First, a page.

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The Impact of False or Misleading Forensic Evidence on Wrongful Convictions

Research has found key areas within forensic science that are associated with higher rates of wrongful convictions. Addressing them should strengthen trust in our criminal justice system.
Date Published
November 28, 2023

Wrongful conviction, or the conviction of a person for a crime that they did not commit, is one of the greatest travesties of the criminal justice system. As of 2023, The National Registry of Exonerations has recorded over 3,000 cases of wrongful convictions in the United States.[1] Organizations such as The Innocence Project work to free the innocent and prevent these convictions, so far exonerating 375 people, including 21 who served on death row.

Dr. Jon Gould of the University of California at Irvine has claimed that faulty forensic science is partly to blame for some of these convictions.[2] As one of the architects of research that assesses the impact of forensic science on wrongful convictions, he has cited flawed eyewitness identification, confessions, testimony, police and prosecutorial conduct, defense lawyering, and forensic science as factors related to wrongful convictions. He stressed these are “factors” rather than “causes” because in prior analyses researchers have not been able to draw conclusions about causation because the studies did not use control groups.

Forensic scientists at the National Institute of Justice (NIJ) wanted to understand the causes, or etiology, of the errors in forensic science specifically. To explore the issue, NIJ enlisted the help of Dr. John Morgan, independent research consultant, to analyze and describe the impact of forensic science on erroneous convictions that the National Registry of Exonerations classified as being associated with “false or misleading forensic evidence.”[3]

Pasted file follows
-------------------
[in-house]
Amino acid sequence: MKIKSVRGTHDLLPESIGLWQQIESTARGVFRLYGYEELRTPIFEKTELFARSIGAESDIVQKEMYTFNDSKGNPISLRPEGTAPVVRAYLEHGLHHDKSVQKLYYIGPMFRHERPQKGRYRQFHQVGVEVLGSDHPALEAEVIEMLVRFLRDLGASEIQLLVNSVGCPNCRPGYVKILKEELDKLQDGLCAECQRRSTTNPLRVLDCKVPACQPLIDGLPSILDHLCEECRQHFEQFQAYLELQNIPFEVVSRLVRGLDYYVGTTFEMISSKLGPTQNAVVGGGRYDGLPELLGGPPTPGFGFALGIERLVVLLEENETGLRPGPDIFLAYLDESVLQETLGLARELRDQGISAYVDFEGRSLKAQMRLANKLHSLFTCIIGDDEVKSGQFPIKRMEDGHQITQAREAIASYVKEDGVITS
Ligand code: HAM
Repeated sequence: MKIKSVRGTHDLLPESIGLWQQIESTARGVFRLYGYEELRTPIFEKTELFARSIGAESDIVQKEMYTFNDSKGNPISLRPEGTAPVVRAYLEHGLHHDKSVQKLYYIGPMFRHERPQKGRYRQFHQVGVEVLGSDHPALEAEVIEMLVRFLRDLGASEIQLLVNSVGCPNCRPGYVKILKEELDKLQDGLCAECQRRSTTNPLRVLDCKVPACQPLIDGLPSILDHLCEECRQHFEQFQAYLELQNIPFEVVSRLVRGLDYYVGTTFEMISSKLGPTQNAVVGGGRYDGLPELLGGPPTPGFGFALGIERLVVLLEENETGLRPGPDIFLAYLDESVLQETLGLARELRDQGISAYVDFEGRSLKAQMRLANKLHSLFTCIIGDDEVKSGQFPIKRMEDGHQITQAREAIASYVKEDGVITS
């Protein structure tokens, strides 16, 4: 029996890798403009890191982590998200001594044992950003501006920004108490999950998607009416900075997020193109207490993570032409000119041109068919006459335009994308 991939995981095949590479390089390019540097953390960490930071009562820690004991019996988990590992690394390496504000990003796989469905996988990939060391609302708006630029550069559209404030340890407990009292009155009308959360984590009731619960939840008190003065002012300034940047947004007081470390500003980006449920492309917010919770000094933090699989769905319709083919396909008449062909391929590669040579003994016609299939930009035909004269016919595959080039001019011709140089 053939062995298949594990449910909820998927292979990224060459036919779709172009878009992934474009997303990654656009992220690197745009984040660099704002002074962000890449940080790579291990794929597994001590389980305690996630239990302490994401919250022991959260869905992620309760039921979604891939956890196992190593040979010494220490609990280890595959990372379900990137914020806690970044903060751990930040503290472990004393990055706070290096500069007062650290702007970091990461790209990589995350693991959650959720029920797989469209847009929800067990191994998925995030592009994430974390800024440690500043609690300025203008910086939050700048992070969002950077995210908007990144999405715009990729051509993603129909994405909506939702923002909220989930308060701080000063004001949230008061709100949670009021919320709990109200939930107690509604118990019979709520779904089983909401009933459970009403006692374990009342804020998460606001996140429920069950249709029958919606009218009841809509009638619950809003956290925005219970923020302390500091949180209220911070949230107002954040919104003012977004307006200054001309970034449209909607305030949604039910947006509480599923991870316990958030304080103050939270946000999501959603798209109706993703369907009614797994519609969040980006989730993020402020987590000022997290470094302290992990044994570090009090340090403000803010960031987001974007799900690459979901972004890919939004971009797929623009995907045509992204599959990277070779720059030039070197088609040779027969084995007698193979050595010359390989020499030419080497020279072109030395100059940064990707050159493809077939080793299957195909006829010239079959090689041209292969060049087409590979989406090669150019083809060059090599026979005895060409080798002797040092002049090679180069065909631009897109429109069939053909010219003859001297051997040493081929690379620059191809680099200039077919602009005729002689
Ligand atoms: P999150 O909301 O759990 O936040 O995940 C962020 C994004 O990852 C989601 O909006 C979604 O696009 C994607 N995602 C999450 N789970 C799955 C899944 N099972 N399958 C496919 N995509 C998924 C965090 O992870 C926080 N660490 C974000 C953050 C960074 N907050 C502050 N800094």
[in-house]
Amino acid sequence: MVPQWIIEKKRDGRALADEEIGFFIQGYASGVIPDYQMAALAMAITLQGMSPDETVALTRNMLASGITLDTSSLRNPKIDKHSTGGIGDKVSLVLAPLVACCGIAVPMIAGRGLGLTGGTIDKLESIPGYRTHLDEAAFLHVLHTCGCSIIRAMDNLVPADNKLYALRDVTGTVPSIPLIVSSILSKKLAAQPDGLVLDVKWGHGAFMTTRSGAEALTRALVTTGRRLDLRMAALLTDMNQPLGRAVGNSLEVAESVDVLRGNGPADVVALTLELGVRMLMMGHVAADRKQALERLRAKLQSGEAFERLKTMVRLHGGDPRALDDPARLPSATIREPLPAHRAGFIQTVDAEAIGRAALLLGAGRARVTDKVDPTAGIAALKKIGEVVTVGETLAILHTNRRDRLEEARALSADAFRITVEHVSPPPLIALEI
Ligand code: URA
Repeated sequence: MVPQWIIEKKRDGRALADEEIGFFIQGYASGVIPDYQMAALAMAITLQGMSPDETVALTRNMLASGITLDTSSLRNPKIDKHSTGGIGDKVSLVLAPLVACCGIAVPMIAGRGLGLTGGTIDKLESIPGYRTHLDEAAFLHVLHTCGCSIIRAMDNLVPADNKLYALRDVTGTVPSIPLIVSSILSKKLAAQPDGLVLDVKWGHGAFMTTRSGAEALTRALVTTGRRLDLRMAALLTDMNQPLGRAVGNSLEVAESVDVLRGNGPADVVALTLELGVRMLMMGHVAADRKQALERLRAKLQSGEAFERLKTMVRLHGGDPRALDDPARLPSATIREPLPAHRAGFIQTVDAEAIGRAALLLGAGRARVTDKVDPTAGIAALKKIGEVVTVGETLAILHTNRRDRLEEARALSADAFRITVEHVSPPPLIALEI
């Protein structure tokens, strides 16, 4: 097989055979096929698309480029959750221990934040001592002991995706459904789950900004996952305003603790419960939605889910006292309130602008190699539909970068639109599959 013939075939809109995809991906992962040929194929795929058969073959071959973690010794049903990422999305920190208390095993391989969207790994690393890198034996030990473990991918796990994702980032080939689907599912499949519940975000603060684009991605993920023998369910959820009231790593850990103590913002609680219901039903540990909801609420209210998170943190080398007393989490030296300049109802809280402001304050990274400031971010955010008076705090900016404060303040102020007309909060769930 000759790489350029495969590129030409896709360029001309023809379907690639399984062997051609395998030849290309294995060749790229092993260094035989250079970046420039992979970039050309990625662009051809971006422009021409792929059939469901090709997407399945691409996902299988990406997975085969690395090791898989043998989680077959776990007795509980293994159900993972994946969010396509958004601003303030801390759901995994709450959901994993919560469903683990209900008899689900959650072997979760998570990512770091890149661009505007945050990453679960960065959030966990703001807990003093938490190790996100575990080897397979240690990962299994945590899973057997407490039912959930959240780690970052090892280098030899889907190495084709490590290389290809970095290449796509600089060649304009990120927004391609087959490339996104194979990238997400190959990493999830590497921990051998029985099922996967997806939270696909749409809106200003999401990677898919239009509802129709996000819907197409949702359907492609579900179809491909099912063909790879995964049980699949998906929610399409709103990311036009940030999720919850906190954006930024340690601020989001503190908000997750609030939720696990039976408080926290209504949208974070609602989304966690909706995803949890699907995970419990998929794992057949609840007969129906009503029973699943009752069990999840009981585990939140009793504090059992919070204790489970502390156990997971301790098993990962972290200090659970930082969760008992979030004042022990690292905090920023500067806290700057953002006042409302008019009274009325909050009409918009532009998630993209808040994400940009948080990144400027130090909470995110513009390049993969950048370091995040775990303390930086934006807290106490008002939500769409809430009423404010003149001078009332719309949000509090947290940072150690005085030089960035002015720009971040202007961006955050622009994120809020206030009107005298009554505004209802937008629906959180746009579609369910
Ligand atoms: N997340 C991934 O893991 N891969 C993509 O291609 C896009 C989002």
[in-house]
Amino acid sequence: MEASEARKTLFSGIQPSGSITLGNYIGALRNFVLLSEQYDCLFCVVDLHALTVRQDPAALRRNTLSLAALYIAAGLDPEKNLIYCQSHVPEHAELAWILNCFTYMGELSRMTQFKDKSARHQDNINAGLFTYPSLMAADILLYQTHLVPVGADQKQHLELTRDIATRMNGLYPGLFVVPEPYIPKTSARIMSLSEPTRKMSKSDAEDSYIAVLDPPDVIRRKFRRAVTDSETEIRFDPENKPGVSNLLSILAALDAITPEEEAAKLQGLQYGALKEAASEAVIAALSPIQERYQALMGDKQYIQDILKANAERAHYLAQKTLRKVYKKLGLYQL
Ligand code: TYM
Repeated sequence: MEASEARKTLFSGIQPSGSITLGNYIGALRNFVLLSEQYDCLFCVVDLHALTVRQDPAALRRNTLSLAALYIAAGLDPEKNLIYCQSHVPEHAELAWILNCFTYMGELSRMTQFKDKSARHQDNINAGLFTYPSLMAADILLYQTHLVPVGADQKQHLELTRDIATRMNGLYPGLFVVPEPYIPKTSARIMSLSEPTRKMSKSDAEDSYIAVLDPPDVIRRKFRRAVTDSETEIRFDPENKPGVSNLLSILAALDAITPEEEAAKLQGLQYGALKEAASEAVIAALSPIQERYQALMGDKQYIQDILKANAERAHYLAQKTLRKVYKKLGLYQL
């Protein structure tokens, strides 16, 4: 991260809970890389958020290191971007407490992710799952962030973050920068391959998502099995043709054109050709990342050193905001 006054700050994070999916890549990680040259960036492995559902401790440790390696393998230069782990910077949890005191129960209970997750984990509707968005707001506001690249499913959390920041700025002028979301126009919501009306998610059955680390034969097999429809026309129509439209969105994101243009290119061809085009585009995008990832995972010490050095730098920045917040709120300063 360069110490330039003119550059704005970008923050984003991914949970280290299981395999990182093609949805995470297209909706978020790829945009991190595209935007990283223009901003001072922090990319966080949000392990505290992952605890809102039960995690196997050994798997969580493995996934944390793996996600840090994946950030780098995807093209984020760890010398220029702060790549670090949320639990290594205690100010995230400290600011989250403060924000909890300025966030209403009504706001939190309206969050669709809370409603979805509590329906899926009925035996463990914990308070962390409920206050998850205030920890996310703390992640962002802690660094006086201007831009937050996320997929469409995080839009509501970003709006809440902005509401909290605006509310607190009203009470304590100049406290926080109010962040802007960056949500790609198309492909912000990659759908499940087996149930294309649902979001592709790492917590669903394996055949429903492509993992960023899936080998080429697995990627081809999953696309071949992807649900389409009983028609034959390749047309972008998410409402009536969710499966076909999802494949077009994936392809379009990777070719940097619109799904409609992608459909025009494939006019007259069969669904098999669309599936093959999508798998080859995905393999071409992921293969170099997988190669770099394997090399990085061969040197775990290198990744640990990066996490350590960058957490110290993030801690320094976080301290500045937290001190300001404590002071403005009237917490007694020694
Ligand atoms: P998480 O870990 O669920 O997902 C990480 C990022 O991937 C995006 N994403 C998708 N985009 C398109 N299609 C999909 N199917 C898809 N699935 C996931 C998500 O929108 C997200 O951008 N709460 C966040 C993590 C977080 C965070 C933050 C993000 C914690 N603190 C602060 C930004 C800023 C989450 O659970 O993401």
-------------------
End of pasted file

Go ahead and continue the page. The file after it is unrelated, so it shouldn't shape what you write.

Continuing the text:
From prior analysis of these data, Samuel Gross and Michael Shaffer of the University of Michigan Law School concluded, “The problems with forensic evidence range from simple mistakes to invalid techniques to outright fraud. We see clear examples of all these, although in some cases it’s impossible to distinguish one type of forensic error from another.”[4] Although their analysis cautioned there were problems with forensic evidence, it did not identify the root causes of the errors.

To advance this, Dr. Morgan designed a study to examine the specific types of errors associated with forensic evidence — research that is essential to identify past problems, mitigate future errors, and support the development of targeted, systems-based reforms by forensic practitioners.

Findings from this work led to the development of a forensic error typology, or codebook, which categorizes factors related to misstatements in forensic science reports, errors of individualization or classification, testimony errors, issues related to trials and officers of the court, and evidence handling and reporting issues (Table 1).

Table 1. Error types and descriptions.
Error Type Description Examples
Type 1 – Forensic Science Reports A forensic science report has a misstatement of the scientific basis of a forensic science examination. Lab error, poor communication (information excluded), or resource constraints in laboratory.
Type 2 – Individualization or Classification A forensic science examination has an incorrect individualization or classification of a piece of evidence or the incorrect interpretation of a forensic result that implies an incorrect individualization or association. Interpretation error or fraudulent interpretation of intended association.
Type 3 – Testimony Testimony at trial reported forensic science results in an erroneous manner. An error may be intended or unintended. Mischaracterized statistical weight or probability.